Marine Protected Areas
Aotearoa’s ocean is home to around 65,000 species and is responsible for about 80% of our indigenous biodiversity. Yet less than 1% of our marine and coastal biodiversity is fully protected compared with over 30% of our land.
We need to create Marine Protected Areas (MPA) that conserve at least one third of each habitat within a network of effectively managed areas. We believe our network of MPA should uphold the rights of indigenous and local communities and include Māori cultural practice.
The Global Ocean Alliance is calling for 30% of our global ocean to be protected by 2030. It’s essential Aotearoa is committed to reaching this goal. A thriving, resilient ocean is possible, if we work together!
WWF is working with government, business, industry, fisheries, iwi, hapū, and communities to ensure future generations can benefit from a thriving and resilient ocean. We strong advocate for 30% of our ocean to be protected by 2030. And have for many years been campaigning for the establishment of the Kermadec Rangitāhua Ocean Sanctuary.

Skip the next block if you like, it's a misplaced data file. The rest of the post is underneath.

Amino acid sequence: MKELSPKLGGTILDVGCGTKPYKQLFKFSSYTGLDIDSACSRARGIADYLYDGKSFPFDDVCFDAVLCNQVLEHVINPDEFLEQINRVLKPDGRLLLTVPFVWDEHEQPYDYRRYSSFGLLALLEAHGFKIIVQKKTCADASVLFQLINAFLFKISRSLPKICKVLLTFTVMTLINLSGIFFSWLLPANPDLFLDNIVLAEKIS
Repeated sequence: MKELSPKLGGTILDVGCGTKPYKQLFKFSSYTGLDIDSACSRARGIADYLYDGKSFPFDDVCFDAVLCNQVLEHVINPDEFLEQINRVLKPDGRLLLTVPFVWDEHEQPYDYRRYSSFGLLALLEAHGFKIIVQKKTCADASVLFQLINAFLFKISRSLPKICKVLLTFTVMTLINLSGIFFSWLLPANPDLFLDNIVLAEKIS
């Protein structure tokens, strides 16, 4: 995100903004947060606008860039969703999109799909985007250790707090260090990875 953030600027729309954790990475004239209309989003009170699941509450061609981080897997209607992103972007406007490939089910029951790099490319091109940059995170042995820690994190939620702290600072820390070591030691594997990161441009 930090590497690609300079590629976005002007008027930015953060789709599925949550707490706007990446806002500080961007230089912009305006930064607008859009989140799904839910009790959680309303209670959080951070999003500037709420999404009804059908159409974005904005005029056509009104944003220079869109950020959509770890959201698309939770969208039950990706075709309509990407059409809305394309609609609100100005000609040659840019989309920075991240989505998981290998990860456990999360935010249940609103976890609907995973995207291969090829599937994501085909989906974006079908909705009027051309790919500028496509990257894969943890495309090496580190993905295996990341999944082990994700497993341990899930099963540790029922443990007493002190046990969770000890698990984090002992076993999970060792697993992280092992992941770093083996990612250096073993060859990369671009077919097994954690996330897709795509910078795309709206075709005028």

Why do MPA matter?
Marine Protected Areas are protected from extractive impacts, such as fishing and mining. However, people can still swim in and enjoy these areas.
For MPA to provide full benefits, we must also prevent pollution from land-based sources and have effective management, monitoring, and governance systems in place. When MPA are created in an effective network, they help our ocean to be resilient to climate change, protect biodiversity, and can provide the foundation for sustainable fisheries.
MPA support fisheries through the ‘spill over’ of fish from inside the area swimming outside. They also benefit fisheries through allowing fish to grow to their maximum size, producing exponentially more eggs than smaller fish. Many of these eggs will travel outside the MPA and populate other areas.